Below you will find some guidance on how to use and interpret bibliometrics.
- General principles for the responsible use of bibliometric indicators
Whatever your purpose for using metrics, it is always important to consider the inherent limitations in citation indicators - it is easy to produce misleading figures without intending to.
In the link below, we highlight some common factors known to create biases in bibliometrics. You may encounter these during your analysis or interpretation, and where appropriate you should take steps to account for them.
- Recommended sources for bibliometric data
UCL has access to a number of tools for providing bibliometric and citation data. Each have their own strengths and weaknesses.
In the link below, we outline recommended sources for lists of publicaitons, citation counts and complex metrics.
- Recommended metrics
While no bibliometric indicator is perfect, some are better and more robust than others. In the link below, we describe some recommended metrics in more detail, provide a table of metrics and discuss their benefits and limitations .
- Metrics to avoid – the journal impact factor
What’s wrong with the journal impact factor?
UCL’s bibliometric policy places very few specific restrictions on metric use; instead it defers to the learned community’s judgement under a general framework that guides flexible metric use among disciplines and purposes. However, one key aspect is eliminating the use of the journal impact factor (JIF) as an indicator for article quality.
The PDF linked below outlines the problems that make JIF a poor indicator.
- Metrics to avoid – the h-index
The H-index in another commonly used metric that is potentially very misleading, and we do not recommend using it in most circumstances. The link below outlines how the H-index is typically misued.
- Responsible use of new and alternative metrics
In an age where data is being created and shared at scale, new and alternative metrics are continuously being developed to inform many aspects of the research system, including the reception, usage, and value of all types of research output. This creates a challenge to responsible metrics use initiatives, because it’s impossible to predict future metrics creation and misuse for specific metrics.
In the PDF below, we state how we rely on the general framework of UCLs bibliometrics policy and accompanying guidance to assist UCL personnel make informed decisions when considering new or alternative metrics.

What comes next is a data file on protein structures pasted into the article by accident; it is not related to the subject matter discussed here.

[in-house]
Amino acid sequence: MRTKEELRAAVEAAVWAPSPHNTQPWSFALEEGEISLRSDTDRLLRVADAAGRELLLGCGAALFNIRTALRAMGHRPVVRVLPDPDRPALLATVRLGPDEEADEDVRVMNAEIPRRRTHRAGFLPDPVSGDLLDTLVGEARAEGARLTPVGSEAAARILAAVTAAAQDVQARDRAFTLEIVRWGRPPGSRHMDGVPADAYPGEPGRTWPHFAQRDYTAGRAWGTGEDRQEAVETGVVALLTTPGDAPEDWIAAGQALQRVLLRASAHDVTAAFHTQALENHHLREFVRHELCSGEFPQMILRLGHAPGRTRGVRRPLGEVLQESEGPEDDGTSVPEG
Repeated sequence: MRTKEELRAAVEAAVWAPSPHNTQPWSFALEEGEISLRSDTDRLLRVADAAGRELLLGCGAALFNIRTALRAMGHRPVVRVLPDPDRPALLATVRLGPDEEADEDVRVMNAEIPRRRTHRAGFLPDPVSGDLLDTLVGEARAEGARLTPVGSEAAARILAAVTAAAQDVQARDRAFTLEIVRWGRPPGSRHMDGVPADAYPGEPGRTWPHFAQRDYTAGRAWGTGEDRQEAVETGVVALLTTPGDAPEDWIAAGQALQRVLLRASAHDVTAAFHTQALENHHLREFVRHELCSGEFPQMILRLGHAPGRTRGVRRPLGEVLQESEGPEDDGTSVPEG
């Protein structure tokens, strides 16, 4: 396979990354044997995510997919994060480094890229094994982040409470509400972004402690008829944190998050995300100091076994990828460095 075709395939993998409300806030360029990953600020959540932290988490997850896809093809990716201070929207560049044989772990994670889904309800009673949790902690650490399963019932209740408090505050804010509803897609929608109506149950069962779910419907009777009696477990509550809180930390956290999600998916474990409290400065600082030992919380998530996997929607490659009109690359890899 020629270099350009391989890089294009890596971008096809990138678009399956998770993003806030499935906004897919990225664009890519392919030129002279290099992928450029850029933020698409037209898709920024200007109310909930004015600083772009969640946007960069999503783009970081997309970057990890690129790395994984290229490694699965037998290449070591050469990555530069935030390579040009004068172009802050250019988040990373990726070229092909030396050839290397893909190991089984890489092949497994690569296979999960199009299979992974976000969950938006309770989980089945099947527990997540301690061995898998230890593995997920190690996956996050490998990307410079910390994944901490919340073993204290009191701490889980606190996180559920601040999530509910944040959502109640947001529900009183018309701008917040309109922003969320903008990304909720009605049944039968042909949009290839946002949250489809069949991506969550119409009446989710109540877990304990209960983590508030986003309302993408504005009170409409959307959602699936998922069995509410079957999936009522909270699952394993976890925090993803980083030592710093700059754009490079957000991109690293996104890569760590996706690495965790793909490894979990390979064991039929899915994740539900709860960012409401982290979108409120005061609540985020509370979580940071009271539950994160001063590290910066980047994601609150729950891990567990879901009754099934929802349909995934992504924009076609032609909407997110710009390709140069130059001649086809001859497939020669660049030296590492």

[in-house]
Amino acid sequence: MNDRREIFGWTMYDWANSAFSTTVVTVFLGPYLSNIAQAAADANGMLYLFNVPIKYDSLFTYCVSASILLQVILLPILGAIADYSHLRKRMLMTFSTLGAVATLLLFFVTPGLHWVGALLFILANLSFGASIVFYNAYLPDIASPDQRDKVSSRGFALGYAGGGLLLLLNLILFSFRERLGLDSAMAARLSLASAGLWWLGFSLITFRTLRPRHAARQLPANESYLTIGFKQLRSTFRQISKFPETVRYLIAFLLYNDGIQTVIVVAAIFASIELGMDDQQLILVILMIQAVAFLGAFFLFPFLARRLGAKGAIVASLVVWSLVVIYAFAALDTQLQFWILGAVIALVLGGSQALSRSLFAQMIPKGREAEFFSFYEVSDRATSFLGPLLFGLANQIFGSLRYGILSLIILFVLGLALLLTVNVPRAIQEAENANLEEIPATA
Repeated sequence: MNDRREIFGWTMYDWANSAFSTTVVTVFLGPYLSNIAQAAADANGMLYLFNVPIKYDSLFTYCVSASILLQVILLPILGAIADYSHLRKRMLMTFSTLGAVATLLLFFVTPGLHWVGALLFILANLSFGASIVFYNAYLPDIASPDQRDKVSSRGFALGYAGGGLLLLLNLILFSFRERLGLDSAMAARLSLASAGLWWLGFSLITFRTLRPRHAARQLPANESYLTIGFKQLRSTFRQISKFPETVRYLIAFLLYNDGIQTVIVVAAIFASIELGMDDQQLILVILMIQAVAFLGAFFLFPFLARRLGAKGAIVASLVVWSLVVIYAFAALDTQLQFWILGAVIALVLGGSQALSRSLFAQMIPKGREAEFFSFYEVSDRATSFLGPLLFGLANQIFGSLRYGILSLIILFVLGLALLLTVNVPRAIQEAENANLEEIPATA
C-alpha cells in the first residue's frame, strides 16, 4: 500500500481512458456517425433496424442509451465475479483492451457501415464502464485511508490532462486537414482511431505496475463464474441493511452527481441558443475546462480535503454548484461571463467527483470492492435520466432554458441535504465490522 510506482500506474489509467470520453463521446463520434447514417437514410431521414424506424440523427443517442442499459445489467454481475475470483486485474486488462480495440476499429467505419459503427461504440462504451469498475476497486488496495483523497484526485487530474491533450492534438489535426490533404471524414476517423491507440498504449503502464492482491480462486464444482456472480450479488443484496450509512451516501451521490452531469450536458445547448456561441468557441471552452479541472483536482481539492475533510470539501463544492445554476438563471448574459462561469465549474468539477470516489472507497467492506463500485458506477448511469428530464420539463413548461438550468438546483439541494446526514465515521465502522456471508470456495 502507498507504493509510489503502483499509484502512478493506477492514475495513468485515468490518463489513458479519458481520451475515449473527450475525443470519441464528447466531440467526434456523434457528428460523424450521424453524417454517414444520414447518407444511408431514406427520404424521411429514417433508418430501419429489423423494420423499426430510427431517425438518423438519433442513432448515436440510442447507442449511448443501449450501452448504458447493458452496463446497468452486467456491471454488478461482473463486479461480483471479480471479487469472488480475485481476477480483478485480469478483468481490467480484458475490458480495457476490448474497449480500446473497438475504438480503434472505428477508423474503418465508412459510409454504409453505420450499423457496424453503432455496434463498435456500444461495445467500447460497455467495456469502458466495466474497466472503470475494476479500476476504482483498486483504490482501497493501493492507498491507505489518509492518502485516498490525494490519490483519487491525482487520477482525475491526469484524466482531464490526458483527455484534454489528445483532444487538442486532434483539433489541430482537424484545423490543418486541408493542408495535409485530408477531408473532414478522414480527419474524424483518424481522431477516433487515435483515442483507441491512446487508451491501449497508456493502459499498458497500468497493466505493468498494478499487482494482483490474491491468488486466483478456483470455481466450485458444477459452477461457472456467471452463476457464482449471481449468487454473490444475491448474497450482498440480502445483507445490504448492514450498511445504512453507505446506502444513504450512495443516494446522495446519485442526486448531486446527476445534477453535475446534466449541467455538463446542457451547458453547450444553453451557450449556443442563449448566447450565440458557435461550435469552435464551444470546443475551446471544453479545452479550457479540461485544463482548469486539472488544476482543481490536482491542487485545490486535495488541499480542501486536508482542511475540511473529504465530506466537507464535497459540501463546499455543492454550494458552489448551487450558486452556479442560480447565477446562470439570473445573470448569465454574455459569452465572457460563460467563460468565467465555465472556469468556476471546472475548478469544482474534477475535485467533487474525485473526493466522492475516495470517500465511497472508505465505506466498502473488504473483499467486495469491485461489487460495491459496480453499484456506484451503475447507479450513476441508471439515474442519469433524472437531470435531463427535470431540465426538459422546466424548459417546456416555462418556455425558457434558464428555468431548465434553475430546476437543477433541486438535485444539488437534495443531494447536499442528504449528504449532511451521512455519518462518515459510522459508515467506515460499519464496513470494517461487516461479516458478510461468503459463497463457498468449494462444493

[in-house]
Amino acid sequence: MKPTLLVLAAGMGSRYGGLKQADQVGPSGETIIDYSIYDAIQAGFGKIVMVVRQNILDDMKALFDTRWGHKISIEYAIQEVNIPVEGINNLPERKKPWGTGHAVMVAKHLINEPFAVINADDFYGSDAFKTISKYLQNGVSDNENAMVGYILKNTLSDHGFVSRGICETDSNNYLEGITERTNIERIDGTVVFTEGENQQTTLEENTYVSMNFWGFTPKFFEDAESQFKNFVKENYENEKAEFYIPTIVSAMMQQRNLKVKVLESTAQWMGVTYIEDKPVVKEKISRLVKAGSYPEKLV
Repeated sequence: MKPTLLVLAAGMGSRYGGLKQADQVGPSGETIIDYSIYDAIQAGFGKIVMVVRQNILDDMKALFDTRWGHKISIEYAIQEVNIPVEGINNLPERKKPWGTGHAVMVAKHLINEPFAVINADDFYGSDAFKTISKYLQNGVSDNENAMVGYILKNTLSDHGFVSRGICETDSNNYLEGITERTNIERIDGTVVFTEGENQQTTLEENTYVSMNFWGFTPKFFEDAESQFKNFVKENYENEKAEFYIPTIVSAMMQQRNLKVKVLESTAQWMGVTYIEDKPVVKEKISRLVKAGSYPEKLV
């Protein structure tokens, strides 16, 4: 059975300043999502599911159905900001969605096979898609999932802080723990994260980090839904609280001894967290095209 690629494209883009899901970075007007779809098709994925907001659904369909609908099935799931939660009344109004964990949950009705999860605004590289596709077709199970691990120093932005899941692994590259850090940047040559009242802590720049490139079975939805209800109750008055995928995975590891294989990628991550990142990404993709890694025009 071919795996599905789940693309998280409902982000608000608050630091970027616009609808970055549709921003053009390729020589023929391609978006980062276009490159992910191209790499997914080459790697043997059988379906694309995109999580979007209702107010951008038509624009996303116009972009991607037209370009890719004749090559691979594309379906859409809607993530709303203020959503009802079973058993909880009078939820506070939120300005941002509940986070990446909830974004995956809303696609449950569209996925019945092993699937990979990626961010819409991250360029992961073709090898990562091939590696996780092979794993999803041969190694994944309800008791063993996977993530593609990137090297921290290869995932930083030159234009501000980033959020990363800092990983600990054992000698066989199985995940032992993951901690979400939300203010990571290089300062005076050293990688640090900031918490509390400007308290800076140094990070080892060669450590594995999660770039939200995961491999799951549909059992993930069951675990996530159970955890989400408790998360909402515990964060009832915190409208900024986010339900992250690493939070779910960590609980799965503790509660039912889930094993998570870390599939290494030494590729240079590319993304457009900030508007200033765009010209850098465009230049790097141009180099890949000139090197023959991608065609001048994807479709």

- General statistical notes
Many issues with metrics use are often the result of overlooking fundamental statistical practices for interpretting numbers and statistics.
The following guidance applies some basic statistical principles to bibliometrics to help with responsbile use and interpretation.
- Metrics in REF
In the 2021 REF exercise, citation metrics will be used by some panels to support assessment in some units of assessment. Metrics can also play a role in impact and environemnt states. Formal guidance on this is provided by Research England.
Some additional guidance to help UCL personnel interpret the guidance from Research England can be found in the link below.
- Appraisals and Appointments
The UCL Academic Careers Framework explicitly states that UCL rejects the use of certain quantitative indicators. The following PDF provides some guidance on how to best use bibliometrics in the appointments and appraisals of staff.
- Compare and assess departments
The link below sets out some general advice on how to use citation metrics for assessing the output of research groups or departments, and guidance on where to find those metrics.
- Comparing UCL to other institutions
The link below sets out some general advice on how to use citation metrics for assessing the output of institutions, including comparisons to UCL.
- Metrics over time
One of the most common uses for metrics is for overall reporting and monitoring purposes – how many papers has a unit published over time? Can we tell if the rate of citations has changed?
The guidance below describes considerations when conducting analyses over time.
- Assessing the Arts, Humanities, and some Social Sciences
A central tenet of UCL's bibliometrics policy is to recognize the diversity of research areas, and to not impose metrics in field and contexts where they would be inappropriate.
Many disciplines within the Arts, Humanities, and Social Sciences produce outputs that are not as readily quanitfiable or citable as they can be in other fields. This makes bibliometric applications likely to be more problematic.
This paper sets out some general advice on appropriate ways to use citation metrics for publications in the arts, humanities, and some social sciences.
- Comparing journals
It is sometimes useful to compare a group of journals against each other, for example to help select a desirable publication venue, or to confirm that a journal is seen as reputable. A wide range of metrics are available which aggregate citations on a per-journal basis. The follwoing link outlines ways to compare journals.
- Dealing with multi-authored publications
In many fields, the majority of research is now authored by more than one person. However, most bibliometric analyses tend to assume equal contribution from all authors, when authors may have contributed different amounts of intellectual and technical/experimental work. This can result in metrics misestimating the productivity of researchers in high-collaboration fields, especially when compared to researchers in lower-collaboration fields.
The following guidance outlines appraoches to assign credit or weight to multi-authored publications.